Ireland's Final Mesolithic and Early Neolithic

Background. Many areas of Europe entered the Neolithic with a 'package' of cereal cultivars, pastoral animals (domesticated Oxen-Cattle, Sheep, Goats), pottery, housing and burial cultures, that arrive simultaneously, a processthat begins in central Europe as LBK (Linear Pottery culture) about 6000 BC within several hundred years this culture is observed in Northern France. An alternative neolithic culture, La Hoguette culture, arrived in France's western region appears to be a derivative of the Ibero-Italian-Eastern Adriatic Impressed Cardial Ware culture (Cardium Pottery). The La Hoguette culture, like the western Cardial culture, more intensely raised sheep and goats. Genetic evidence (HLA Class I) indicates theprobability of gene flow in Western Europe this period that originates in sub-Saharan Africa with a unique African allele Cw16 in linkage disequilibrium within a larger A29-Cw16-B44 haplotype.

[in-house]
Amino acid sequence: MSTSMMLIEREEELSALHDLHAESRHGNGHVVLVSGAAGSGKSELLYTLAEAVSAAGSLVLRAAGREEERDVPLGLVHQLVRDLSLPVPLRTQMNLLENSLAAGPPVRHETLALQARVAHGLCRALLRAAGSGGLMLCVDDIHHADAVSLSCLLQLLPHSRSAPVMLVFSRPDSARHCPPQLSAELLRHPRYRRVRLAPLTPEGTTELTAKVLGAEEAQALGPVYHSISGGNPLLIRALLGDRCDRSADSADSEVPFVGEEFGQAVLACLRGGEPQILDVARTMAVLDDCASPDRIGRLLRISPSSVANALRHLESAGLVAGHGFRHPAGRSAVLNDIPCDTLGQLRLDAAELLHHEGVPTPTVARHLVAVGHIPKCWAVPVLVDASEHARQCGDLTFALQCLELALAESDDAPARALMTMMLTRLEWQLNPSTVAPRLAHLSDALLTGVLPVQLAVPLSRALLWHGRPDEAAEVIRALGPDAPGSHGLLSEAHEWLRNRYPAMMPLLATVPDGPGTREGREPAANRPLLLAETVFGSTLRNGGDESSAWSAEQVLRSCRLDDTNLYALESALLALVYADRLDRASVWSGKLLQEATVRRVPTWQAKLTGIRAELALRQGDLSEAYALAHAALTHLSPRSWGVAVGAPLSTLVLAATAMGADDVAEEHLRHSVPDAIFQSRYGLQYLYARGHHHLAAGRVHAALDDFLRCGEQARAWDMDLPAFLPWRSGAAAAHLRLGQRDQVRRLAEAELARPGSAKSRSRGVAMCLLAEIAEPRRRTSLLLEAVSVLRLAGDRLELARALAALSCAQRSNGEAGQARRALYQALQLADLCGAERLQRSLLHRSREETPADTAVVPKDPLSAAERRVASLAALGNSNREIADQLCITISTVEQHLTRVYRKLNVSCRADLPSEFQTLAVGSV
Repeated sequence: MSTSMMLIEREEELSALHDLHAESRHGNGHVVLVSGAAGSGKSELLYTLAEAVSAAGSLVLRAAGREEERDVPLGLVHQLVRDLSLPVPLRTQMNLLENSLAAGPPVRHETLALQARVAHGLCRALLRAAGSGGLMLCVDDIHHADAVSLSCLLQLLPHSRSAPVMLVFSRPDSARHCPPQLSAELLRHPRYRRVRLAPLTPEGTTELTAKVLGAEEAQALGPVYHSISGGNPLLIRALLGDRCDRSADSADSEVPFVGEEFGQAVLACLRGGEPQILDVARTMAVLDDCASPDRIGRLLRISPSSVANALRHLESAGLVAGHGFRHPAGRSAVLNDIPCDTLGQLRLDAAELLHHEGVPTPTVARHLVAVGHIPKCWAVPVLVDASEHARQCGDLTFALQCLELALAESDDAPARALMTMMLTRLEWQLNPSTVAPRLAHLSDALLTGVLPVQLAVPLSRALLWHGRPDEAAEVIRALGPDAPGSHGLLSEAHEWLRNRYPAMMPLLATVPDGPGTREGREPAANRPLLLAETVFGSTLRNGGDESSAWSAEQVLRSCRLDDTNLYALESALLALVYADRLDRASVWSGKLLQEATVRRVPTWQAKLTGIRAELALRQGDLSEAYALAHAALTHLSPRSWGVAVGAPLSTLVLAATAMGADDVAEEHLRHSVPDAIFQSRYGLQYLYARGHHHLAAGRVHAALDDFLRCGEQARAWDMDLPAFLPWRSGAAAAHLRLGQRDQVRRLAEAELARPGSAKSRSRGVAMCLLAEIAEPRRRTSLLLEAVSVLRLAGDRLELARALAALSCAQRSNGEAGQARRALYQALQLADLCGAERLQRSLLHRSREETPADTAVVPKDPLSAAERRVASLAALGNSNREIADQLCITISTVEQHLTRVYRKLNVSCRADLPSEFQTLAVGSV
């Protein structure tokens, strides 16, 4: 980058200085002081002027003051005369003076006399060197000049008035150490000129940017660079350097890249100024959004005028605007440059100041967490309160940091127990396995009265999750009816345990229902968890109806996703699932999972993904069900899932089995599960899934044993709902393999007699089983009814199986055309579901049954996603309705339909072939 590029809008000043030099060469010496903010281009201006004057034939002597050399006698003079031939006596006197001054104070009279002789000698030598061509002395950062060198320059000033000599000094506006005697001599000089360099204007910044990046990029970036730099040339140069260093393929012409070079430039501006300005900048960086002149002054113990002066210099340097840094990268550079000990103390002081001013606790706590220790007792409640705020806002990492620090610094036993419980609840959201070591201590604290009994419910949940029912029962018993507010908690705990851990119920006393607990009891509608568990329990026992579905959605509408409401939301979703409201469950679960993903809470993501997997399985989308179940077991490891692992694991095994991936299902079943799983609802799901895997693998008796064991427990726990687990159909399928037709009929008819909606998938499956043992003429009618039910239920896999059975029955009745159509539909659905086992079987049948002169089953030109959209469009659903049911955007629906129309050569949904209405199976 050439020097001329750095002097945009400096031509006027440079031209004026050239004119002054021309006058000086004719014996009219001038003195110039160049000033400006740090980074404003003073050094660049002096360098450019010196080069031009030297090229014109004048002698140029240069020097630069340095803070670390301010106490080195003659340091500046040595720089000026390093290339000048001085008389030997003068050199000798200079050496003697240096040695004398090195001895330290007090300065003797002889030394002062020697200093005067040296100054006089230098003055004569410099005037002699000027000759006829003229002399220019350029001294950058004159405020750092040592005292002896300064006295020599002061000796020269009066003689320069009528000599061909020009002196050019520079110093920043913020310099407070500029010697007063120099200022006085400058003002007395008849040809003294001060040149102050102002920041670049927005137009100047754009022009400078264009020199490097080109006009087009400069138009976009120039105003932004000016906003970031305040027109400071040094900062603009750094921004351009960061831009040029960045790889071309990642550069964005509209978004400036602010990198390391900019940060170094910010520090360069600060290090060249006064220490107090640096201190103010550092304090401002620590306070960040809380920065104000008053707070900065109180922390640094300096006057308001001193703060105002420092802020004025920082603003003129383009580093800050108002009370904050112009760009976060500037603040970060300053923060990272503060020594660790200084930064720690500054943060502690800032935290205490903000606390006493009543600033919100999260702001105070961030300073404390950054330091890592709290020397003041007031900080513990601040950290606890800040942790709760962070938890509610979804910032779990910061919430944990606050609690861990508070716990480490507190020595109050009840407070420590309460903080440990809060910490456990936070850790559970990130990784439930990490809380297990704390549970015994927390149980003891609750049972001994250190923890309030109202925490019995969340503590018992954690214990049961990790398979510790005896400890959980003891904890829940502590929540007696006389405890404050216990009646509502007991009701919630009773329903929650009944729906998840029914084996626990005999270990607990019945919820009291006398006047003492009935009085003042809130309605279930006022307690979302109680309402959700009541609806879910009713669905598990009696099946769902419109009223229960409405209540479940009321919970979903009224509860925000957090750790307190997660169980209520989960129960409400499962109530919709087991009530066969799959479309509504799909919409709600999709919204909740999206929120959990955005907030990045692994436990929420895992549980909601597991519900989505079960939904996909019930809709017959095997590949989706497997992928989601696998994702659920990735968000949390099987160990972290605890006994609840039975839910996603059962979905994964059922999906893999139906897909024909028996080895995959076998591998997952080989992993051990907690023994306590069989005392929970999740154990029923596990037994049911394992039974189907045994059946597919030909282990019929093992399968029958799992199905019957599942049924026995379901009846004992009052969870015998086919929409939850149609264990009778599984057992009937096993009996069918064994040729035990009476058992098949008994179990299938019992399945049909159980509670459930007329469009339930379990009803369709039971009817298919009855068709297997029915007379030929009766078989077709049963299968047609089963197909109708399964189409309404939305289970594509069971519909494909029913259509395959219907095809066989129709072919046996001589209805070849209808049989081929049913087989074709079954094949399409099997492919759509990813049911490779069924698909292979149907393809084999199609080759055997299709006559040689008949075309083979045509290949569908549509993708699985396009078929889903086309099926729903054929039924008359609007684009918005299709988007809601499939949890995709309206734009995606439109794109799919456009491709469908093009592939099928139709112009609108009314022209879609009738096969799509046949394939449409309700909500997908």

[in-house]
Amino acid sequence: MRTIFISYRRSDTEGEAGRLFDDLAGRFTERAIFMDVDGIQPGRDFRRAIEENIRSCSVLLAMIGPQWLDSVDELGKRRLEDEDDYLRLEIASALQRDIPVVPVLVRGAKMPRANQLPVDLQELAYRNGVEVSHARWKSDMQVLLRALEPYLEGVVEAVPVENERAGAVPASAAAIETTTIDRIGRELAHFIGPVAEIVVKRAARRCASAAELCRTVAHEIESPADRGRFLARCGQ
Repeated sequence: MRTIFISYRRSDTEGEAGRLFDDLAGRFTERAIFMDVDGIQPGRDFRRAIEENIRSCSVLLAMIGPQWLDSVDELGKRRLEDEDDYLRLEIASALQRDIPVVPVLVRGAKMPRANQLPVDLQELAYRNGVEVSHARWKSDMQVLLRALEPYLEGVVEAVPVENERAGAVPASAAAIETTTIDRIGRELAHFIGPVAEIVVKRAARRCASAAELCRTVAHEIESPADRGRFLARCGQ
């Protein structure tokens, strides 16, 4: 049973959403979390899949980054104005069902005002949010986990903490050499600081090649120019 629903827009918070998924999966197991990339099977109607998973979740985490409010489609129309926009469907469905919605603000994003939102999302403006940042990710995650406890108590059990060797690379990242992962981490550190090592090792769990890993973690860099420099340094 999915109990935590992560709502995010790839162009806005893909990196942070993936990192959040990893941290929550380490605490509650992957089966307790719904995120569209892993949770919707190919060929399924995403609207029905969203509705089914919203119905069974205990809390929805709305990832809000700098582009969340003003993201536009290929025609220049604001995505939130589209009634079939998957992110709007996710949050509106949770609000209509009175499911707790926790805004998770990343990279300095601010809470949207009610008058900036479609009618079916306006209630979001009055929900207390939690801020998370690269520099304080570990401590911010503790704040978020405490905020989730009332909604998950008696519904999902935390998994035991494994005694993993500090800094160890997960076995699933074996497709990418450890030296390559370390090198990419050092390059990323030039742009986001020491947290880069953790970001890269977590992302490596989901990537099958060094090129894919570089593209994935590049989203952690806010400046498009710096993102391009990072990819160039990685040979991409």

By 5100 BC there is evidence of dairy practices in S. England and modern English cattle appear to be derived from "T1 Taurids" that were domesticated in the Aegean regionshortly after the onset of the Holocene. These animals were probably derived from the LBK cattle. Around 4300 BC cattle arrived in Northern Ireland during the late mesolithic period, followed by Red Deer. Around 3800 BC a Neolithic package that included cereal cultivars, housingculture (similar to those of the same period in Scotland) and stone monuments arrived in Ireland. This follows a pattern similar to Western Europe or gradual onset of Neolithic, such as seen in La Hoguette Culture of France and Iberia's Impressed Cardial Ware Culture. Cereal culture advance markedly slows north of France, certain cereal strains such as wheat were difficult to grow in coldclimates, however barley and German rye were suitable replacements. It can be speculated that the DQ2(A1*05) aspect of th "Super B8" haplotype may have been involved in the slowing of cereal culture into Ireland, Scotland and Scandinavia since this haplotype confers susceptibility to a Triticeae protein induced disease as well as Type I Diabetes and other autoimmune diseases that may have arisen as an indirect result of Neolithization.